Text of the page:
Millennium Post

Lessons from a virus

COVID-19 has made us stop and take notice of the more meaningful things in life

The Coronavirus global pandemic carries some important lessons for mankind. The pursuit of endless greed and money can lead to no good. Mindless exploitation of the planet's resources has set us up for many such COVID-19-like catastrophes waiting to unfold or melt! We don't have much time to save the Earth, perhaps we are too late already, but there can be no arguments about climate change and the necessity for sustainable living. If you're unfortunate enough to be governed by political leaders who tell you otherwise, it's time to boot them out!

This virus is the greatest leveller…it infects both rich and poor alike. Kings and princes, world leaders, actors, all have fallen victim to this could-be fatal virus. Obviously, wealth makes even isolation and lockdown more bearable but at the end of the day, whether privileged or underprivileged, all have to adhere to government rules and stay put.

COVID-19 is an important lesson in human cooperation. After all, only if all of us liaise and follow the physical distancing can we break this deadly virus' inexorable march. We have to each think of the other and how our thoughtless, irresponsible actions can cause the spread of the virus. If only singer Kanika Kapoor could discern the difference between personal freedom and social responsibility!

The Coronavirus teaches us patience, you have to wait it out. The weeks of the possible implosion have to be ridden out. Spend time with family, pets, paint, learn an online course, workout at home, Netflix and chill, do what you want but you have to unwearyingly wait it out within the confines of your home.

We are being instructed on reverting to the simpler pleasures of life, reading a book, listening to the bird's song, soaking in the pollution-free clear blue skies. This virus, however, merciless it can be, is teaching us to appreciate the leisure activities that we have almost all but forgotten. A game of ludo or 'Antakshari' or should we energise the brain with a round of chess?

I have discovered the joy of spartan living. Reducing a few items of a meal, recognising personal addictions (potato chips give me the utmost joy!), sifting the 'needs' from the 'wants', the Coronavirus outbreak has definitely cleaned out my home and uncluttered my mind. The Coronavirus has forced us to accept that 'work from home' is indeed possible in many sectors. Some industries need a human presence but for many companies, working remotely is an option. The post-Coronavirus world should take forward the lessons of flexibility of the workplace. And not just for women wanting flexible hours post-pregnancy, the option to work from home should be offered to all (men, women, single, gay, married). Cutting down on commute time and expense can only make workers more productive. This is especially true of companies that have large teams and multiple personnel handling similar responsibilities. The virus has also taught us the need for companies and brands to have a digital presence, and the support that traditional companies require during times of exigencies.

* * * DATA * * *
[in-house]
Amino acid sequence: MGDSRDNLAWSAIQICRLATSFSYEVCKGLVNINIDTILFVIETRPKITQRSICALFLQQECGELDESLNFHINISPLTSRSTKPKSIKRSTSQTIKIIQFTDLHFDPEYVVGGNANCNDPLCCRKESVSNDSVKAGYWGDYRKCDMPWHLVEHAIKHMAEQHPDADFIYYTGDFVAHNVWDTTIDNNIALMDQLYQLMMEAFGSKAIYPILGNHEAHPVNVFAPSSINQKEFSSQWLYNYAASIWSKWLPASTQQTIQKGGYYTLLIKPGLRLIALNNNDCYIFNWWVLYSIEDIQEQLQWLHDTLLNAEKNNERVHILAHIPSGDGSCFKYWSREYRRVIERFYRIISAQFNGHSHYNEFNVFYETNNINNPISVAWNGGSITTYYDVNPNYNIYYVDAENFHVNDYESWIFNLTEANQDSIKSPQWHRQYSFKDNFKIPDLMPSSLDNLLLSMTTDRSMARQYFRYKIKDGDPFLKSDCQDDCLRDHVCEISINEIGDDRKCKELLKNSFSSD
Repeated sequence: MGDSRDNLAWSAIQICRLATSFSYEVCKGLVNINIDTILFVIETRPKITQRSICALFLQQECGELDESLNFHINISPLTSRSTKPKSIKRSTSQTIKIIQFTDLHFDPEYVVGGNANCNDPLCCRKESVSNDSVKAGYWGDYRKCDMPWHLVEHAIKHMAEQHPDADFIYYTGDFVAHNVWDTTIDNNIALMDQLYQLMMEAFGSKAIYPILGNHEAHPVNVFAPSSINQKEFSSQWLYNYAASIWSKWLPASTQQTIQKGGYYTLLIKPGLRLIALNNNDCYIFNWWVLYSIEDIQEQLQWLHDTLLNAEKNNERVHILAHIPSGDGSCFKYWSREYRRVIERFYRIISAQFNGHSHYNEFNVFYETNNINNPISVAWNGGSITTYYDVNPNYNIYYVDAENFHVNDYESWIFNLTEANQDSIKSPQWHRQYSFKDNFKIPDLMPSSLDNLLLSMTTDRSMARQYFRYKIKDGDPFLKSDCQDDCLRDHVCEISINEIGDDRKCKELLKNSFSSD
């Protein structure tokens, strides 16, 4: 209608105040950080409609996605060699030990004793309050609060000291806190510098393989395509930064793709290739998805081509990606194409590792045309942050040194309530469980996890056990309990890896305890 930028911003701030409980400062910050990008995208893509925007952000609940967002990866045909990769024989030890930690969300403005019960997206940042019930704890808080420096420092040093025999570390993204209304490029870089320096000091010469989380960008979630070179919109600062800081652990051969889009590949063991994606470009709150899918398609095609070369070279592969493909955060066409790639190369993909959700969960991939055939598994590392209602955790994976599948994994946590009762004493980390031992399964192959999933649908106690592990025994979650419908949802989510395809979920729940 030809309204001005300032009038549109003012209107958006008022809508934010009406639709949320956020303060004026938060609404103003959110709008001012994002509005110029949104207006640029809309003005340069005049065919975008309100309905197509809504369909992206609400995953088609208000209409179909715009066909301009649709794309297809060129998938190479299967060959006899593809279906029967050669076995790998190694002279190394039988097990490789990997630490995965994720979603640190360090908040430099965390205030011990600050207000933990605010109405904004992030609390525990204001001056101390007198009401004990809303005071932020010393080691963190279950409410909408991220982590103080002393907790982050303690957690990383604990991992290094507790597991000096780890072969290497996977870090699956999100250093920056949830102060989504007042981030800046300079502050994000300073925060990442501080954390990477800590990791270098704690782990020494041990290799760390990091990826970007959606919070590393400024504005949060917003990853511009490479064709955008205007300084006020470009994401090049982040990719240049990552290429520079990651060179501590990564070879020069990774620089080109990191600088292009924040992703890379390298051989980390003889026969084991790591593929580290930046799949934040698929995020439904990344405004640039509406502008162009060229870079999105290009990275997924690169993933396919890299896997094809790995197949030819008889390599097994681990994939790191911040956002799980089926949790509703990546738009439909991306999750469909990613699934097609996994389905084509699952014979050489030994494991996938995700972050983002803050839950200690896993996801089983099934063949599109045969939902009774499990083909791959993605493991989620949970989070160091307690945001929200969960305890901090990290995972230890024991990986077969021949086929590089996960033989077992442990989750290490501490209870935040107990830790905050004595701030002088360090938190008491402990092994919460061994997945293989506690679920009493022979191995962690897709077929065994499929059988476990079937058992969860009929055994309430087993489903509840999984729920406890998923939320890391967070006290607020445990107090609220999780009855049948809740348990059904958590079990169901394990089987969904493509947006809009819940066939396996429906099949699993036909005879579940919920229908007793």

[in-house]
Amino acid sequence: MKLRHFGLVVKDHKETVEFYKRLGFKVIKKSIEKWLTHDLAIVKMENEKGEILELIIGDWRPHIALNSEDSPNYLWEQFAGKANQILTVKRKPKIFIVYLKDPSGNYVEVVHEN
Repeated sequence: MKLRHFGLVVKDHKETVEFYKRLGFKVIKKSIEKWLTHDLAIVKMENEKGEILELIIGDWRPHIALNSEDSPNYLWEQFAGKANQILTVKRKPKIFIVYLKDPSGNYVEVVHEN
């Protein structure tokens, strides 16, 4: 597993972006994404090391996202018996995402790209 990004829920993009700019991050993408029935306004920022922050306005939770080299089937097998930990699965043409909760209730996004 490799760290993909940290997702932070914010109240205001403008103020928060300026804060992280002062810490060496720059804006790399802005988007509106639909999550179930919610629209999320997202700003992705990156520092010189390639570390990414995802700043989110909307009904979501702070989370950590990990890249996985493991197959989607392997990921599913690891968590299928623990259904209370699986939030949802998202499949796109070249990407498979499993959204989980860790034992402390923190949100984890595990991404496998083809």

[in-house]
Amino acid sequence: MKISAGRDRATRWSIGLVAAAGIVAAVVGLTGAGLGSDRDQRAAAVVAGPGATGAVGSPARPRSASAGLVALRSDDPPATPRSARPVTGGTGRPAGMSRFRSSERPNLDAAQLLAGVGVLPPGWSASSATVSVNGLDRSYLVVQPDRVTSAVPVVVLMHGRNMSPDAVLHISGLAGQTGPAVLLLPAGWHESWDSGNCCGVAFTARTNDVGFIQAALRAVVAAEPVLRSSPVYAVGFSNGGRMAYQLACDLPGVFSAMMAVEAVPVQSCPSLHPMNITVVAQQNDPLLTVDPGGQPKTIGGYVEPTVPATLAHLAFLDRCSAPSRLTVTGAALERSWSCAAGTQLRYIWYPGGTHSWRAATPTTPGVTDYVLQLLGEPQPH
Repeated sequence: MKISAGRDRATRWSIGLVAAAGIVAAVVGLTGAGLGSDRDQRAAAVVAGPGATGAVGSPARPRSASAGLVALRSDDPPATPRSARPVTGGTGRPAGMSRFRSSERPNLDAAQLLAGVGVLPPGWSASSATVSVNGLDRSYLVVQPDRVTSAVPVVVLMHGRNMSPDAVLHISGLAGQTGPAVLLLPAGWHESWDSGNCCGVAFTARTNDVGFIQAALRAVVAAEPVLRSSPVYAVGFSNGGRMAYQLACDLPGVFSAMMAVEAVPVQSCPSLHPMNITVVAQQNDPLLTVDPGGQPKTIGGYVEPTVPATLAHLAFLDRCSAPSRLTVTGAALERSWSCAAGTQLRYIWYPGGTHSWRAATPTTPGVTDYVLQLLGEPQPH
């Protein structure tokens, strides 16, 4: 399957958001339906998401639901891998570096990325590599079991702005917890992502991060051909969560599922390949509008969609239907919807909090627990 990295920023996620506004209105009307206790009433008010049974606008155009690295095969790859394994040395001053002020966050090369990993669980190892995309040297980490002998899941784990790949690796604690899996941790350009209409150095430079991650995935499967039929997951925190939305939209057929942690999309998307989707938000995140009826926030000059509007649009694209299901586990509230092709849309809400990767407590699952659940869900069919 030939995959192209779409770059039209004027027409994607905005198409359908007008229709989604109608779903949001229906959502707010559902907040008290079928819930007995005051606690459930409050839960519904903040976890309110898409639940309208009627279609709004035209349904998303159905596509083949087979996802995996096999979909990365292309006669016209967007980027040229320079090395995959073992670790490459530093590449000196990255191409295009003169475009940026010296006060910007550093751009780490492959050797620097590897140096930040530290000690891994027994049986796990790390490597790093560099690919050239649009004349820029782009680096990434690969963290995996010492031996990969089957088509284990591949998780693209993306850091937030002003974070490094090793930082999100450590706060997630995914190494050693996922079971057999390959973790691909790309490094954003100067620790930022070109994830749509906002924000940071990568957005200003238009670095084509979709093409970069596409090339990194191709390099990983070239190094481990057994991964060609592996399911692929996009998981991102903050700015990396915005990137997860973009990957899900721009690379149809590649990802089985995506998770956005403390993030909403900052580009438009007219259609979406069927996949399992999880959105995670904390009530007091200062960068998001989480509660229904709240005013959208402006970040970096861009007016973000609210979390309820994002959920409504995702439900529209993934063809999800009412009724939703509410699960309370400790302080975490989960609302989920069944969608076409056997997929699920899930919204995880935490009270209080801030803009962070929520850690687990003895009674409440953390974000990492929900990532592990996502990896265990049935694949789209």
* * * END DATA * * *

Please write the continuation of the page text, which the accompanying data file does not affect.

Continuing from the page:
And that brings me to finance. The biggest lesson for people, companies, and governments alike is to allocate money towards savings, education, and health. Millennials may want to spend their salaries on purchases, gadgets, and travel, but saving for a rainy day(s) is never more pertinent than today. We must, must, must have contingency funds to tide us over uncertain times like these. We also learn of gratitude, we should be grateful for the roof over our heads, the well-being and safety of ourselves and our loved ones. We should be thankful for the groceries and supplies that we have and the ability to take care of our household and family. We are indebted to our domestic help and support staff who make our lives easier every single day. We cannot appreciate enough the selfless work of doctors, nurses, and essential service providers.

In a world so divided over religion, race, and trade, the biggest lesson that COVID-19 has imparted is the irreplaceable need for global cooperation. This fight against Coronavirus is almost like a synchronised dance, an opera where all players must perform their piece and only then can we overcome this global pandemic and the repercussions that will follow. It will take the global economy months to recover from this recession, and the only way forward is by helping each other.

Most importantly, dear readers, the Coronavirus teaches us of compassion. The need to hold onto staff, the desire to help others, and the pursuit of meaningful goals. I hope we are all listening, watching, and learning, and do not forget these lessons that are coming at a great cost to mankind.

The writer is an author and media entrepreneur. Views expressed are strictly personal

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